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Technical Analysis, Day 4: Learning the Lessons / IJF.org


Today’s review comes from someone whose perspective is a little different from previous editions. Victor Garcia Osado is still an active competitor at international level for his home country of Spain, but he combines the busy life of an athlete with other pursuits that keep him fully immersed in the world of judo.

Victor is the Chief Video Producer for the EJU and for the Cadet World Championships in Sarajevo he played a similar role for the IJF. His eyes are always on judo, looking for the most beautiful moments. Today technical analysis is his.

“My first observation is that I feel myself a specialist in European judo because I work with the EJU and also I am always in competition, mainly in Europe but I do not often have the chance to see, especially with young judoka, the judo styles from outside the continent It is a real pedagogy to see how the different styles come together at the world level.

With that in mind, I enjoyed seeing Shermakhamatov (UZB) in the -90kg category. He is really calm and focused and shows no emotion until the award signal is given by the referee. In his semi-final, the Serb had the whole crowd with him and he didn’t let himself be affected at all. Having controlled the pace and keeping good form throughout, he used a tomoe-nage right in the last second to win the match and it was applied so calmly, especially considering the two shido against him. This result really went against the gym but he kept his cool and with pure judo he won.”

Shermakhamatov (UZB) in blue

“We saw youngsters aiming to look like the seniors and they bring a bit unnatural reactions, for the show, but he was so natural and his celebration was really honest and in line with the values ​​of judo.

A calm and discreet way

“At +90kg I really noticed Messe A Bessong (CAN) because he is very tall while not being that heavy but he doesn’t use his size to spoil the competitions. He has a really positive offensive judo and with a nice osoto-gari which he uses well. With more development this can become a super dangerous technique in the years to come. I really respect that attitude, to stay positive when his physical attributes might have led him to a different style . It was great to see him on top of the podium.”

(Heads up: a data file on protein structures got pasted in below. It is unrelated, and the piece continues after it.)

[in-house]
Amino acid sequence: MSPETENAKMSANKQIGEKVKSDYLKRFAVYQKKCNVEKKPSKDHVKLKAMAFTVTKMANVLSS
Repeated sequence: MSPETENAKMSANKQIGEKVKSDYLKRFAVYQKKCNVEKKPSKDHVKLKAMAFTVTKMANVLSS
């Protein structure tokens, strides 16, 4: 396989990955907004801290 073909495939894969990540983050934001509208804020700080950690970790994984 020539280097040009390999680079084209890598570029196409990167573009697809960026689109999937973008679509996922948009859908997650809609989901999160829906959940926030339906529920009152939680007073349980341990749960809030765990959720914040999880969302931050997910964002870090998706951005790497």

Canada’s new Cadet World Champion

“Always thinking about how different judokas use physical attributes, I also enjoyed the semi-final between Japan and France at +70 kg. Sometimes there are negative comments when a judoka is much more taller than his opponent but with this Frenchwoman, that should never be the case. Case.”

“She’s exceptionally tall and has clearly grown a bigger build, but actually she taught us a lesson today. Her Japanese opponent in the semis was the shortest in the group, but they each brought great judo. positive to the match. She showed us two completely opposite styles but also that one or the other could have succeeded at any time. There was a huge difference between them but the tactical awareness of Japanese kumi-kata and the competitor really skillfully using her natural weapons, gave us all an exciting contest. We had lessons in judo strategy and were told to respect athletes of all shapes and sizes. Both had great judo and the victory came in France 3-0 over shido but it was not representative of the level of the contest She showed her talent again in a 100% French final and really deserves to be world champion.”

World champion!!!

“Besides the technical aspects of judo, I watch the chemistry between judokas and their coaches. I watch the reactions to wins and losses and in fact sometimes they change the course of the fights. Sport is for losers and I want say by that that the majority of competitors do not win a medal at each competition. In a category of 40 athletes, 36 will leave without a medal; it’s a lot of loss for the coaches to manage and there I saw a lot of mixed reactions but some of the training has been overwhelmingly positive.These interactions can really dictate the future of the youngest international athletes and everyone needs to be aware of that.

Victor had a lot to say but with the archive waiting for his input, he returned to filming and editing.

The individual competition is now over. Cadets brought their passion, their mistakes, their commitment, their team spirit and the promise to continue learning and progressing through the elite junior and senior ranks. The mixed team event takes center stage on the final day of the Sarajevo Judo Extravaganza and these youngsters are sure to be raising the roof! Connect via live.IJF.org.